Gray

“Hey, Mom, meet MacKenzie” my proud son announced.  This introduction to my first granddog seems like yesterday.  Yet, fifteen years have passed.

Yesterday, I again met MacKenzie as I walked into the house.  But age had robbed his puppy antics.  I looked into two sightless eyes, observed his stiff wobbling limbs as he slowly walked towards me. As tears welled in my eyes, I also saw his stubby, wagging tail!

older_dogThis was truly the same dog just in an aged body who still welcomed me and me him.  Recognizing each other like old lost friends, I sat down in a waiting chair to caress his face.  The touch of his fur on my hands lent a feeling of security to me and obviously made him happy and contented.

After a lovely dinner, good conversation, and enjoying time with my family, I left saying goodbye to all.  Once again, he stood in my path as I walked down the hallway. MacKenzie accompanied me as I gathered my things and took a quick look at myself in a small mirror.

I now saw my own reflection.  My hair now gray, my step a bit slower and my back not as straight, I realized that getting old is a process. One this old beloved dog and I share in our journey through life.

About the Author

Maryann Hartzell-Curran, a retired educator and counselor, has written a personal account of her journey through the first year of grieving the loss of her husband in her book, “From We to Me,” to help support those who have suffered the loss of a loved one. Maryann founded a successful family therapy practice and taught in the public and private sectors. She also founded and directed a church-based preschool in Lombard, Ill., and gained experience working with the elderly as director of a senior dining center. She has a bachelor’s degree in education from the University of Wisconsin and a master’s degree in counseling from Illinois Benedictine University.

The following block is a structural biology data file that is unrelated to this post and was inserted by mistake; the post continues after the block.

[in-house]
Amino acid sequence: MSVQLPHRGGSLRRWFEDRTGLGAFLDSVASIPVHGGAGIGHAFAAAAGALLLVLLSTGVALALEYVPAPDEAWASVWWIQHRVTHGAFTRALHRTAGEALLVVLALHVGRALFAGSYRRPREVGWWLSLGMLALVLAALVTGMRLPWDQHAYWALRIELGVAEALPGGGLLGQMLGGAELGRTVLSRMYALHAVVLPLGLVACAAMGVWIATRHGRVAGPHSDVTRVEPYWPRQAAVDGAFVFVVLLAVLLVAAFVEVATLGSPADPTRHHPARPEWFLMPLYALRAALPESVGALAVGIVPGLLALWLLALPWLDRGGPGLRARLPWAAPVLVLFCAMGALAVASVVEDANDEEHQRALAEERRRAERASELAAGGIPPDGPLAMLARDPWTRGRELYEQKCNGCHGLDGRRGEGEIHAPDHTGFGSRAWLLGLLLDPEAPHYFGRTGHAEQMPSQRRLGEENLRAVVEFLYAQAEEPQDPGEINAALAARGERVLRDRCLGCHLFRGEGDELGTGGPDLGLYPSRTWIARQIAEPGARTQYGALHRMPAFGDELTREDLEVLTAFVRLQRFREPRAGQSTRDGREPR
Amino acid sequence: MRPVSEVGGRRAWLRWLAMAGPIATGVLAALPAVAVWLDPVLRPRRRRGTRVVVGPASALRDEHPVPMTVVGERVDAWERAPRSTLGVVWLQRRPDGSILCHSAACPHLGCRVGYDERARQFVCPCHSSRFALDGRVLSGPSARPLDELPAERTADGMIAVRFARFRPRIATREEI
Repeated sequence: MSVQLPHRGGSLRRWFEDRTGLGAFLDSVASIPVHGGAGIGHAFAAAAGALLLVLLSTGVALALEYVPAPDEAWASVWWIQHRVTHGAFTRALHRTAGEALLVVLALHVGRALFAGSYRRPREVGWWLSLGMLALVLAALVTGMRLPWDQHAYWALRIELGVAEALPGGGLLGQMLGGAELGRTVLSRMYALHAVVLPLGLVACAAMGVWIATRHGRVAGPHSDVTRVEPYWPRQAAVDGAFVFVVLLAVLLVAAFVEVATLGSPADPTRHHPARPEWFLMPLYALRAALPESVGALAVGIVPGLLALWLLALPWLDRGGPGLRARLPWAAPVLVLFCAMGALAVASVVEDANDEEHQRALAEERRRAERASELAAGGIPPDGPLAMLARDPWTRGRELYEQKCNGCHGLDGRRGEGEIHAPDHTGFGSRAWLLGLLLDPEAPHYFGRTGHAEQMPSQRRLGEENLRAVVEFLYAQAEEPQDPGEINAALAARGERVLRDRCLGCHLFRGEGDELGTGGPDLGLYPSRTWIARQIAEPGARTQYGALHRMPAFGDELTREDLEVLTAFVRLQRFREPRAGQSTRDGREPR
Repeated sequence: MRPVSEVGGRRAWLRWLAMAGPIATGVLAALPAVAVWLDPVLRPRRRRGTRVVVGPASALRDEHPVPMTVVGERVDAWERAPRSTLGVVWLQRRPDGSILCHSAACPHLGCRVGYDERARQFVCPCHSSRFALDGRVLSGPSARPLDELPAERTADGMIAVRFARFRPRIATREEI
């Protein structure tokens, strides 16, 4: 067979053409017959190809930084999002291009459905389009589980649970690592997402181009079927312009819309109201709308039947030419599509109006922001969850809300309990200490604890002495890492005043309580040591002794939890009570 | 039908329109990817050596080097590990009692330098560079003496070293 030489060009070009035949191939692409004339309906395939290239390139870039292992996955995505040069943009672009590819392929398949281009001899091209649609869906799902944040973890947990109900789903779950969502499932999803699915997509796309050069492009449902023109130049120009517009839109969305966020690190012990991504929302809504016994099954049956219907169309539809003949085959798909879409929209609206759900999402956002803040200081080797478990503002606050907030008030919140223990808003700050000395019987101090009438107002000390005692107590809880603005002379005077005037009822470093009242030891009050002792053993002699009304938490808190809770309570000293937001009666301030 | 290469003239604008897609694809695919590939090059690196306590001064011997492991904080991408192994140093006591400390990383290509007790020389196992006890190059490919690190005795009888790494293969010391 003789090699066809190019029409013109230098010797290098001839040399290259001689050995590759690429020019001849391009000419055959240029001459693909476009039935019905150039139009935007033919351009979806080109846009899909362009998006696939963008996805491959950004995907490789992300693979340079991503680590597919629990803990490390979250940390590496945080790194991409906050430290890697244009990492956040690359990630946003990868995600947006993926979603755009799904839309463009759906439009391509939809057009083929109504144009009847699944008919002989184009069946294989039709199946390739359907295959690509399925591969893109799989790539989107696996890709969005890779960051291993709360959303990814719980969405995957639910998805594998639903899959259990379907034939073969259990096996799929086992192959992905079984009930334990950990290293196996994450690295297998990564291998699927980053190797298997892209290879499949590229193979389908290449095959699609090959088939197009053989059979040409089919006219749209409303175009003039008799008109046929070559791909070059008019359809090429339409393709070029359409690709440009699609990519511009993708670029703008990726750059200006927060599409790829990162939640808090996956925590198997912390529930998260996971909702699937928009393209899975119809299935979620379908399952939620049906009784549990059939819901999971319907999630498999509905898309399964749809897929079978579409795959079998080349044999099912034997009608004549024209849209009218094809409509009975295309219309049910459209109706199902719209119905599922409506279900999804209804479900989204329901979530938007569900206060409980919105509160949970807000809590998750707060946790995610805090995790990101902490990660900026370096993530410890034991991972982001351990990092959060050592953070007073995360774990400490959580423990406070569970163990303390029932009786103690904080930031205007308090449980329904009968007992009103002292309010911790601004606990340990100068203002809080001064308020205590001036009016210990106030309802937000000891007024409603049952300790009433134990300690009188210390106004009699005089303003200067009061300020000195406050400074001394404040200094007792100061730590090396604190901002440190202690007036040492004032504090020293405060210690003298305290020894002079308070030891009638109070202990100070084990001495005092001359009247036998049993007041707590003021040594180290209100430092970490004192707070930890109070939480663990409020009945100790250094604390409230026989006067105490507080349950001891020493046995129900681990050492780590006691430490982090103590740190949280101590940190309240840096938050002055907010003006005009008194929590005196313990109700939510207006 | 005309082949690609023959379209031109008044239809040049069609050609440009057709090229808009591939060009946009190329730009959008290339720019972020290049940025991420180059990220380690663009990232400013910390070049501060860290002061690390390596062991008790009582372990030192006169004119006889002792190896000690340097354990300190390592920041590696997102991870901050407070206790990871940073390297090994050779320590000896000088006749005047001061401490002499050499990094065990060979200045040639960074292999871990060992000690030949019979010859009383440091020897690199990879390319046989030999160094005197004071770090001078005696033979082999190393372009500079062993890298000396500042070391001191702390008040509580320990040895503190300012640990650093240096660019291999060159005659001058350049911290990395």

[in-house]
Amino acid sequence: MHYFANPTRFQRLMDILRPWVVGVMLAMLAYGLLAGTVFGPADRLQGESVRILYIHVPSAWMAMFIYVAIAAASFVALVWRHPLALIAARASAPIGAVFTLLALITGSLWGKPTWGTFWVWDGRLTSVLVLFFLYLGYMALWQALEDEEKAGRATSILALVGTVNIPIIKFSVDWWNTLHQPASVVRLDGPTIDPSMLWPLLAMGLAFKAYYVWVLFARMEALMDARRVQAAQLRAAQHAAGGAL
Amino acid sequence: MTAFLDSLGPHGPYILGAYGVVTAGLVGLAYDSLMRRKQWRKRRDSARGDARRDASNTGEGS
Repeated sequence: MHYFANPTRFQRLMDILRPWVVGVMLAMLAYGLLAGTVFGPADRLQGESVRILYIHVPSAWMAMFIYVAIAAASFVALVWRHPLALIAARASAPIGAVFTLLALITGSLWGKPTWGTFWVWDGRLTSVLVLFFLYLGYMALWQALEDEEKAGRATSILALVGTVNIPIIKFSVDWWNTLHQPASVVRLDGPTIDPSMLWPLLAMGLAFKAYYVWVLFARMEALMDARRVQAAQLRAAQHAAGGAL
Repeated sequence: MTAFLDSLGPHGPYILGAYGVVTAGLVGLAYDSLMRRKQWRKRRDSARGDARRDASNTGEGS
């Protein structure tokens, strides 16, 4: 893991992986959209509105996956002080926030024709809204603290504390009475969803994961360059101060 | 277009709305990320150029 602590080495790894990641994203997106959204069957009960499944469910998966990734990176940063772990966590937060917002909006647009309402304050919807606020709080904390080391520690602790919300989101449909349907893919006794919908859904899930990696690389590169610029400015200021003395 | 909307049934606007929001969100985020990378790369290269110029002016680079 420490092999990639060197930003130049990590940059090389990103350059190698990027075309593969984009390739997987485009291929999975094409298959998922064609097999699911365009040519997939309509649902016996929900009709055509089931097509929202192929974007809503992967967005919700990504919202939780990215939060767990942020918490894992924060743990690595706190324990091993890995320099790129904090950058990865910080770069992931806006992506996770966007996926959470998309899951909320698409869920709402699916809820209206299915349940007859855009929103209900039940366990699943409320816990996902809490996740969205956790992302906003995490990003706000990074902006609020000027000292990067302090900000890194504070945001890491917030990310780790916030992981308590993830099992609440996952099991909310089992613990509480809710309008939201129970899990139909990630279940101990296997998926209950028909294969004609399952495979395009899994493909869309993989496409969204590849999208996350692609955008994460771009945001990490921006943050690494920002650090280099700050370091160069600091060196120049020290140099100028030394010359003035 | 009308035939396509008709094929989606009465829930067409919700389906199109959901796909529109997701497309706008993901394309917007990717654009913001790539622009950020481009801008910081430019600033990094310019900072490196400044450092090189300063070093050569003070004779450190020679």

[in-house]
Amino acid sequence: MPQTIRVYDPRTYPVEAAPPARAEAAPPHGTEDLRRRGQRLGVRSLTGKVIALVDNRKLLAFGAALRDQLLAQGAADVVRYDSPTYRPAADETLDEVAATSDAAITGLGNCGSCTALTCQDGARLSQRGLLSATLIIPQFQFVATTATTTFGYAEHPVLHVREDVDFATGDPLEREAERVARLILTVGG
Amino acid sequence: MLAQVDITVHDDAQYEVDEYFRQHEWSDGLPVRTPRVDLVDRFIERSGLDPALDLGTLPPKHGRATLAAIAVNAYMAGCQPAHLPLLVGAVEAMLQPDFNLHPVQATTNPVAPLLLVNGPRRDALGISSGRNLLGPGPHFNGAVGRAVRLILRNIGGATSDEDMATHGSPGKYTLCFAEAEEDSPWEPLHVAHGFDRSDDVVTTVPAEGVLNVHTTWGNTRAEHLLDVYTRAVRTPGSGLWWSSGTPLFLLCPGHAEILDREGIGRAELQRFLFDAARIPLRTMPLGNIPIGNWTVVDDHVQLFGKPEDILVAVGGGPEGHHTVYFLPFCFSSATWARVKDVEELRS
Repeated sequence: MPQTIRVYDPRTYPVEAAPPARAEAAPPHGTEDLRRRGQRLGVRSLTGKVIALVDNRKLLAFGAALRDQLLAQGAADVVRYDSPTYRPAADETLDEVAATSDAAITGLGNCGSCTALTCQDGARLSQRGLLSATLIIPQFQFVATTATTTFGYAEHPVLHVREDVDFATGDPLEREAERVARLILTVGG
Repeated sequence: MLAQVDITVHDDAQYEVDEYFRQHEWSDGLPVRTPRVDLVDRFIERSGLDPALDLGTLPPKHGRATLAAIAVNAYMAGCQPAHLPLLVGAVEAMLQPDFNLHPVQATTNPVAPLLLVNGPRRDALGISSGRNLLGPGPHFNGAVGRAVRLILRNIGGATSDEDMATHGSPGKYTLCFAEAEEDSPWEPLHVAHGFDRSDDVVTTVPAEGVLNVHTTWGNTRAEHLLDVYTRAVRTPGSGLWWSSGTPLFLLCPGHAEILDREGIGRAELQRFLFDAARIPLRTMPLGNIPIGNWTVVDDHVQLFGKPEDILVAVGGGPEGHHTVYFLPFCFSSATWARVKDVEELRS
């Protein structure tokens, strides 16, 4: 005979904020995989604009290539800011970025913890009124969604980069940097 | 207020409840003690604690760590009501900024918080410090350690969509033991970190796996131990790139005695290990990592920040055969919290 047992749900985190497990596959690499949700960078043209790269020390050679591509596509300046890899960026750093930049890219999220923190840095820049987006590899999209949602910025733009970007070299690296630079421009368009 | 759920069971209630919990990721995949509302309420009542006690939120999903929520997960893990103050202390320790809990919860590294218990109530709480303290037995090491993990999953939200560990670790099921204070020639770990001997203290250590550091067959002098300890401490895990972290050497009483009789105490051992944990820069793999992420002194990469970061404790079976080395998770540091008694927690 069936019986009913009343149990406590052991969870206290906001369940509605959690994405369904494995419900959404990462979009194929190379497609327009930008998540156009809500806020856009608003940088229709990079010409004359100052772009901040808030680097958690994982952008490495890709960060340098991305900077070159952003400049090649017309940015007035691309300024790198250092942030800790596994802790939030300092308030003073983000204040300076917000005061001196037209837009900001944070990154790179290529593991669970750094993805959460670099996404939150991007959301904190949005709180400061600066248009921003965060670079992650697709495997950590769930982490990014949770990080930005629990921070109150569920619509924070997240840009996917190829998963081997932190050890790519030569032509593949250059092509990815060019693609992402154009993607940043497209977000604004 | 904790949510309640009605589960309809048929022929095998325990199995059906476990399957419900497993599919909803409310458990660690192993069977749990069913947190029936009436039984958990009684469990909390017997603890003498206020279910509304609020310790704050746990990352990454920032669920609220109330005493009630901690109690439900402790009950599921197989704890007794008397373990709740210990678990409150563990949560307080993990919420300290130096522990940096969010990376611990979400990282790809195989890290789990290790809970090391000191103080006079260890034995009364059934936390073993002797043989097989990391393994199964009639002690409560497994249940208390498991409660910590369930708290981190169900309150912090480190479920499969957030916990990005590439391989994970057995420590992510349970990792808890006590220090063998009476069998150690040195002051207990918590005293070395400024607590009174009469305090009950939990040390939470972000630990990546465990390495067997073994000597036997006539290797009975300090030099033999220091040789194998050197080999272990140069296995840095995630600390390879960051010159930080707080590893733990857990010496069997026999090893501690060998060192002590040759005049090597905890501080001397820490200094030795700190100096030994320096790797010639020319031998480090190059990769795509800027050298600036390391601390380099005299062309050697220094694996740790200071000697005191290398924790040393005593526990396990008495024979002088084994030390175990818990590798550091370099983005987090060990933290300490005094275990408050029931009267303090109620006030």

Comments (3)

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  1. BarbaraPowell says:

    Loved this. I am dog sitting for my daughter’s two dogs who were puppies just four years ago! Where does the time go?

  2. Nancy Stevens says:

    Such a sweet story. Dogs are so wonderful. Easier to see others aging than ourselves. Guess that is a good thing!!!

  3. john says:

    As always, Mary Ann is able to take the simplest stories and give them just the right amount of impact to make us think. It truly is amazing the impacts our furry friends can have on all of us. It can seem like we are looking in the mirror and gage ourselves versus them thru our lives – just as Mary Ann describes. Well done as always!